The Cleveland, Ohio house where Ariel Castro held three women captive for a decade was torn down today, as spectators applauded and one of his victims looked on.
Castro, 53, was sentenced last week to life plus 1,000 years in prison, for an array of crimes including kidnapping and rape. The house was destroyed as part of a plea deal to spare him the death penalty, though prosecutors said Castro cried as he signed over the deed to his home, recalling the "many happy memories" it contained.
Before it was levelled, Castro's son Anthony and other family members removed some personal items from the house, including guitars and bicycles. Michelle Knight, the first of the three women to be kidnapped, handed out yellow balloons to those who had gathered on Seymour Avenue to watch the demolition. The crowd released the balloons into the air as the work began.
Though the other two women were not present, Gina DeJesus's aunt manned the controls of the crane as it took its first swipe at the house. Peggy Arida said she agreed to begin the demolition, "because I had so much anger inside me… It felt great. It felt like a house of horrors coming down."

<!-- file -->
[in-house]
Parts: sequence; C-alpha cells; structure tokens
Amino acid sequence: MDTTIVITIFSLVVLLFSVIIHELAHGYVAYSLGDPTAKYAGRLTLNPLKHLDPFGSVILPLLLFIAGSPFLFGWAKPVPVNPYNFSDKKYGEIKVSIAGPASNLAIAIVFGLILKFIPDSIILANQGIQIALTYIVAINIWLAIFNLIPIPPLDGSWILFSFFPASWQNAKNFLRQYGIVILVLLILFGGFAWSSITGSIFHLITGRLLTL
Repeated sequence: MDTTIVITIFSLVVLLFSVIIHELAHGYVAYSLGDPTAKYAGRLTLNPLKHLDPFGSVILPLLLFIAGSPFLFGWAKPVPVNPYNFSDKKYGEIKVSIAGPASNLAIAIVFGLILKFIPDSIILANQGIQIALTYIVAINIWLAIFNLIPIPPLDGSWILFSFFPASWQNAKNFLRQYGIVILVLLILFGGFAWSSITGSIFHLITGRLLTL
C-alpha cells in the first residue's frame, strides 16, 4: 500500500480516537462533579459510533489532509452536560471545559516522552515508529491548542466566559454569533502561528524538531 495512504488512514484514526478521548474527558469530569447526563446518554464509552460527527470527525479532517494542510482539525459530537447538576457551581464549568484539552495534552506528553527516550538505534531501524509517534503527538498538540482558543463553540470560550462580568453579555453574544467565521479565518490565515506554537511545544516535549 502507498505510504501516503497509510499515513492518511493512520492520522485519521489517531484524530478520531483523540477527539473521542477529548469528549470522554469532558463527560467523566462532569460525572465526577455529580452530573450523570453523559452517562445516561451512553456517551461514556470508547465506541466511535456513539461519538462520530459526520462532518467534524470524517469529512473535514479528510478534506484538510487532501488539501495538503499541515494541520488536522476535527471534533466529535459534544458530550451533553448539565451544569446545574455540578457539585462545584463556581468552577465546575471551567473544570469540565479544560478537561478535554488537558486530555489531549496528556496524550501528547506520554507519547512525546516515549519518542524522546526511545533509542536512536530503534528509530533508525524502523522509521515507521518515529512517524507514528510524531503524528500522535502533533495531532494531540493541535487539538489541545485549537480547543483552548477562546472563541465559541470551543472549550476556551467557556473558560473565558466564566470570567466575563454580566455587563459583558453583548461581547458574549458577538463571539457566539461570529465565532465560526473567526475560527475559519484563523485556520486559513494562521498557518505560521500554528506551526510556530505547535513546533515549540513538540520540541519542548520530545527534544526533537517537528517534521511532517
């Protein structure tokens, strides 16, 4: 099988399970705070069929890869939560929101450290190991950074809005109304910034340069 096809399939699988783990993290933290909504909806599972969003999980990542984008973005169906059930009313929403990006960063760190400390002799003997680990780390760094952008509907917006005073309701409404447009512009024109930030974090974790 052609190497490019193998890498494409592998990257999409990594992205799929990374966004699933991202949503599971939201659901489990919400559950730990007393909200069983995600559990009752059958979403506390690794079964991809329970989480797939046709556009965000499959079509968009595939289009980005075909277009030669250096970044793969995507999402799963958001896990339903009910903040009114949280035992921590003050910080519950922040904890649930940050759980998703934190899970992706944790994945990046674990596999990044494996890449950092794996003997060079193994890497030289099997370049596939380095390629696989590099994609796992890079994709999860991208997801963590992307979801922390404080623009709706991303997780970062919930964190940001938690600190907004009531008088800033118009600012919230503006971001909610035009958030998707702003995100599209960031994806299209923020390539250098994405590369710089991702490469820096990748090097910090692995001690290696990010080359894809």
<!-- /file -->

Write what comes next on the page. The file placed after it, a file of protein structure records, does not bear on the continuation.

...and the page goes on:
Google Earth had blurred out the satellite image of the property, while the local company that carried out the demolition at no cost said it had taken steps to deter people from collecting rubble or souvenirs to sell afterward. The house had become a magnet for visitors since 6 May, when the women escaped after Amanda Berry broke part of the front door and called to neighbours for help. It was kept under 24-hour police guard after a series of arson threats. Castro had abducted Berry, 27, Knight, 32 and DeJesus,23, from the streets of Cleveland between 2002 and 2004.
Two more houses alongside Castro's are also being torn down, and residents will have a say in what replaces them. Knight has reportedly suggested she would like to see a park with a statue of an angel in the spot. She told those present at the demolition that she now plans to use her experiences for good, by becoming a motivational speaker. "I feel very liberated that people think of me as a hero and a role model and I would love to continue being that," she said.